Dear WIC: Why aren’t organics allowed for poor pregnant women and babies?


Originally Published at Nutritional Anarchy

Have you ever felt “shamed” by someone who hasn’t done enough research to realize the benefits of organic food?  Because of the higher price tag, it seems as though it is the territory of well-to-do families with lots of money on their hands. Some folks roll their eyes and act as though it’s the most ridiculous thing in the world to pay double the price for an untainted apple or milk free from hormones.  Despite the well-documented negative effects of pesticides, hormones, processed foods, and GMOs, opting for organics is seen by many as a frivolous expense.

Apparently, if you’re poor, you should eat what they give you, whether it is tainted or not.  In fact, products targeting lower income shoppers tend to be loaded with GMOs. This is not a question about whether or not you support welfare and social assistance – because people are getting that money regardless of the opinion of those who might like to see things done differently. The question is, if women on WIC are given X amount of dollars to supplement their food budgets, shouldn’t they be allowed to choose the healthiest options that they can purchase with their allotments, given that the whole point of the program is supposed to be good nutrition?

Interestingly enough, the US government plays a role in making organics out of reach too.  WIC (Women Infants and Children) is program that provides supplemental food for low income women and their offspring if they are thought to be at nutritional risk. However, despite rampant evidence that GMOs and pesticides are incredibly harmful, particularly for those the program purports to be “nourishing”, in most cases organic choices are strictly not allowed. Melissa Melton  did some research on this topic:

The USDA’s WIC program is supposed to be a nutritional education program for pregnant women, infants, and children under five considered to be a “nutritional risk”. The program gives out grocery store vouchers that barely allow these women to have any organic food at all, and depending on what state a woman lives in, it might be none.

I decided to call my local WIC office to ask why that is, considering it’s an “nutrition education” program and studies show that pesticides increase the risks for all kinds of diseases and cancer, and they are especially bad for pregnant women and growing fetuses. If organic isn’t even an option, how are these women supposed to learn about it to even make a choice on whether or not it might be healthier for them and their infants and children?

Why is the government treating organics like they are a “boutique food” that only wealthy people are allowed, and in the process, passing along that notion to poor pregnant women and setting their babies up for a lifetime of potential health problems under the guise of “nutrition education”?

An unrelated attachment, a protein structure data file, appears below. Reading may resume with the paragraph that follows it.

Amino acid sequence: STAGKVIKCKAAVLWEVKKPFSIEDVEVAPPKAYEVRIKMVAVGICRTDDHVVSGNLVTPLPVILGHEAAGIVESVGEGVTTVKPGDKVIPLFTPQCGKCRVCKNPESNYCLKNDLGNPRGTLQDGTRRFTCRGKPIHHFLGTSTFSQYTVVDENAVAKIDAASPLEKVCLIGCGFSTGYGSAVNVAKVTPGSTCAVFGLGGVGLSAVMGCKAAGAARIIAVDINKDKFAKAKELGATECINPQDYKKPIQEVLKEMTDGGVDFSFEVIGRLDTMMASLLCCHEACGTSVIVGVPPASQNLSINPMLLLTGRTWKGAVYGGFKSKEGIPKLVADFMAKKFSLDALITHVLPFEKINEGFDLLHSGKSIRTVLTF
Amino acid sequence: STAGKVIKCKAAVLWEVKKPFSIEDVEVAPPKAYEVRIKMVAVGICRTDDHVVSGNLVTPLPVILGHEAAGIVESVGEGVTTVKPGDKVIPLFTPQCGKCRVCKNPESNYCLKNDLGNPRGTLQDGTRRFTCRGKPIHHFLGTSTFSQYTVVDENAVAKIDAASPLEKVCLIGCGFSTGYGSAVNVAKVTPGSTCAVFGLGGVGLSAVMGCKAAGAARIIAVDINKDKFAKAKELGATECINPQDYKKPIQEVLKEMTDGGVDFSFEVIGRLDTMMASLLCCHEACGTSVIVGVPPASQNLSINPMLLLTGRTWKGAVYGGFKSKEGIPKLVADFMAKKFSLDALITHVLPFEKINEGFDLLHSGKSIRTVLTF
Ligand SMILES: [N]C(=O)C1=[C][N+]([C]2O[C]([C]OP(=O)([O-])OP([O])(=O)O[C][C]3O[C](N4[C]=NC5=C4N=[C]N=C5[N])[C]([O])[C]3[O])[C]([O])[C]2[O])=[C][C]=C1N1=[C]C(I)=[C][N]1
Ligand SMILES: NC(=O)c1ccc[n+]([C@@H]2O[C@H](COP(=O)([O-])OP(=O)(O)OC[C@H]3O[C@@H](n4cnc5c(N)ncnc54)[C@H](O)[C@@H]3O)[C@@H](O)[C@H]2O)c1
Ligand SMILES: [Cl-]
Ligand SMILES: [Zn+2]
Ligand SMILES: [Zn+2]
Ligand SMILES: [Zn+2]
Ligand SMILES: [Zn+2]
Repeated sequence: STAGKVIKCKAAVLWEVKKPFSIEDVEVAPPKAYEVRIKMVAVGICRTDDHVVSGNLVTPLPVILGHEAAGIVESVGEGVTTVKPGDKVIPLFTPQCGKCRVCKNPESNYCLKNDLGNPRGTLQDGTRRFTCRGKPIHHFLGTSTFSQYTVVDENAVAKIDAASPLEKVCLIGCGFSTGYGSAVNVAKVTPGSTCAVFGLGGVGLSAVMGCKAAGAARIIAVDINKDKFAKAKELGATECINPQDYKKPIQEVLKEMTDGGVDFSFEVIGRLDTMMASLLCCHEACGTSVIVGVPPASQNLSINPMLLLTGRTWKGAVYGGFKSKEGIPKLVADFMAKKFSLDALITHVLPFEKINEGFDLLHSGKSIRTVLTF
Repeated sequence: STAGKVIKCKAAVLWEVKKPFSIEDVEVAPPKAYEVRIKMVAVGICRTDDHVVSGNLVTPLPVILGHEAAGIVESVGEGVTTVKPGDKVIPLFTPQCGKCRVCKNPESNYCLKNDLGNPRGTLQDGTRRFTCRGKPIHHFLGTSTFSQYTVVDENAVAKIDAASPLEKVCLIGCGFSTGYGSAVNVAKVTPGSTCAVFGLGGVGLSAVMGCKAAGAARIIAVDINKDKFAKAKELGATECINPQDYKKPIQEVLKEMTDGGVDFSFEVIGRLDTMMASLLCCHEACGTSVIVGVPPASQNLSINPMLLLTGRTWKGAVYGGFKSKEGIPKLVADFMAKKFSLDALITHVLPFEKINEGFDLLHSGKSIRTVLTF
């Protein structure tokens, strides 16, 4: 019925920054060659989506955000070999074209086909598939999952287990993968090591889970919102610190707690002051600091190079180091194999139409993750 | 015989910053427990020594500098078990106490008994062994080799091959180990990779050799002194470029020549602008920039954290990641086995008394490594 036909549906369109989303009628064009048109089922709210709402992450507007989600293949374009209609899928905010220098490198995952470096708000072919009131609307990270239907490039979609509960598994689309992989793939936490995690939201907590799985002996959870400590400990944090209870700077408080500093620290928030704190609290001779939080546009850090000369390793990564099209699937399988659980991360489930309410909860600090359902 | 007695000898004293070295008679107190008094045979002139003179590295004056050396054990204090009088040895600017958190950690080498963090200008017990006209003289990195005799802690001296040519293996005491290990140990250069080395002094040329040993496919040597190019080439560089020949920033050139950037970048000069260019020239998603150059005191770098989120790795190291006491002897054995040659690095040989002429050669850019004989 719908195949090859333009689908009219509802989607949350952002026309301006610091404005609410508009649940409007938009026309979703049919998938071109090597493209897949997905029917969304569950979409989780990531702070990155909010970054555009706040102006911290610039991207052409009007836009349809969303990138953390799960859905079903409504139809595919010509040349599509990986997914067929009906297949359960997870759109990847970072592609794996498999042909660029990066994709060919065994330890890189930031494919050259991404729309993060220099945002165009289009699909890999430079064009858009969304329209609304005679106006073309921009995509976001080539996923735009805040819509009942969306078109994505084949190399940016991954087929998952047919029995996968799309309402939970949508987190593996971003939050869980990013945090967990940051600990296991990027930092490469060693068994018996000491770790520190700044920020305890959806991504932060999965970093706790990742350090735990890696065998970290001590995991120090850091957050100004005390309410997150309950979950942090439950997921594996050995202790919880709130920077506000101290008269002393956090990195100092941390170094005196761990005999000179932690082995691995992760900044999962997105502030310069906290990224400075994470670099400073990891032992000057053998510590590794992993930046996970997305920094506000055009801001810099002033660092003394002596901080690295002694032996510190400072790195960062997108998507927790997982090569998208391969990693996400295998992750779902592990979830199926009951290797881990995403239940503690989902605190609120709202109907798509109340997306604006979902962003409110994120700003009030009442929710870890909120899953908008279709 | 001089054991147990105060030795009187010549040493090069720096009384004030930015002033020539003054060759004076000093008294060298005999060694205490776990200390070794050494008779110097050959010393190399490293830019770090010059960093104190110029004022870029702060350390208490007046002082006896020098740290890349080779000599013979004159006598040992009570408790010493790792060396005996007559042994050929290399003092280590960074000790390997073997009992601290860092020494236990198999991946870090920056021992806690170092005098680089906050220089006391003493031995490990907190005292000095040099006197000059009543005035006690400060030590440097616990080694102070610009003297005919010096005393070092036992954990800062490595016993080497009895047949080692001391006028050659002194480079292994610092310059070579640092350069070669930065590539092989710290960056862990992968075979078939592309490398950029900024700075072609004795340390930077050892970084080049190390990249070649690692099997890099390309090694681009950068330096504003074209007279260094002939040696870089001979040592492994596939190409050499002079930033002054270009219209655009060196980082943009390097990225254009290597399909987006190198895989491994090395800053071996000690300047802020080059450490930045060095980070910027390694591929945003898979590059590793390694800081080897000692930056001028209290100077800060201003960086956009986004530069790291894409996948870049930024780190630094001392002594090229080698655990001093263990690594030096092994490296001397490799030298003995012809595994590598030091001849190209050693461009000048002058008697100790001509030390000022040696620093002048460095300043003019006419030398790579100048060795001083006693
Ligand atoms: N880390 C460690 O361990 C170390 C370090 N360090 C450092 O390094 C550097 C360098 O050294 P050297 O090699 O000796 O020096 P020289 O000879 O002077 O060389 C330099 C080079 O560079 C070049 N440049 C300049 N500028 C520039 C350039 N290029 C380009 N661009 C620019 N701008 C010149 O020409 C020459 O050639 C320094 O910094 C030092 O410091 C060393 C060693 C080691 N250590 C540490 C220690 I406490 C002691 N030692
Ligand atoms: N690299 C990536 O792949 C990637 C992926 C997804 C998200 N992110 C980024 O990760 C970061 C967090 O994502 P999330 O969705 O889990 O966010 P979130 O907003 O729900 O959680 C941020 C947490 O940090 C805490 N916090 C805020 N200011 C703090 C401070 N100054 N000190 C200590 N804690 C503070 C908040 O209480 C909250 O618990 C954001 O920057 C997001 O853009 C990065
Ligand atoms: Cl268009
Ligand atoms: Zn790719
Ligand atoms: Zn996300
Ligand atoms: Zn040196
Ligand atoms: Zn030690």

Big Agri, Big Food, and Big Biotech want you to believe that their offerings are every bit as good as the produce raised without pesticides by the family farmer down the road from you.

Remember last year when Monsanto CEO Hugh Grant suggested that opting for organic food was pure snobbery?

Monsanto is attempting to marginalize opponents while polishing their own dingy reputation.  “There is this strange kind of reverse elitism: If I’m going to do this, then everything else shouldn’t exist,” said Monsanto CEO Hugh Grant. “There is space in the supermarket shelf for all of us.”

Grant said in a rather condescending interview:

Some people lose sight of the bigger global picture, the CEO said.

“This place is getting busier and more crowded,” Grant said. “As long as you’ve got money in your back pocket and you drive your station wagon to the supermarket on weekends, then it’s out of sight out of mind, so far.”

Opponents on social media are capitalizing on an increased public interest in how their food is produced, Grant said.

“And the sad piece of this is, it ends up either or,” Grant said. “So you get conventional agriculture or broad scale or however you define it, and organic. I think we’re going to look back on this period and say, ‘How on earth did that ever become the fight that it became.’”

“In the U.S., we have a system that works,” Grant said. (Bloomberg)

And why, exactly does that system work?

Perhaps it is the “elitism” displayed by Monsanto as it pads the pockets of US Congressmen and other elected officials.  Perhaps it is the “elitism” of being beyond the law and actually writing the text of their own protection acts.  Perhaps it is even the simple “elitism” of the employees of Monsanto, who are served organic food in the company cafeterias. (source)

Check out “What to Eat When You’re Broke” for suggestions on how to make the best possible choices when your budget is limited.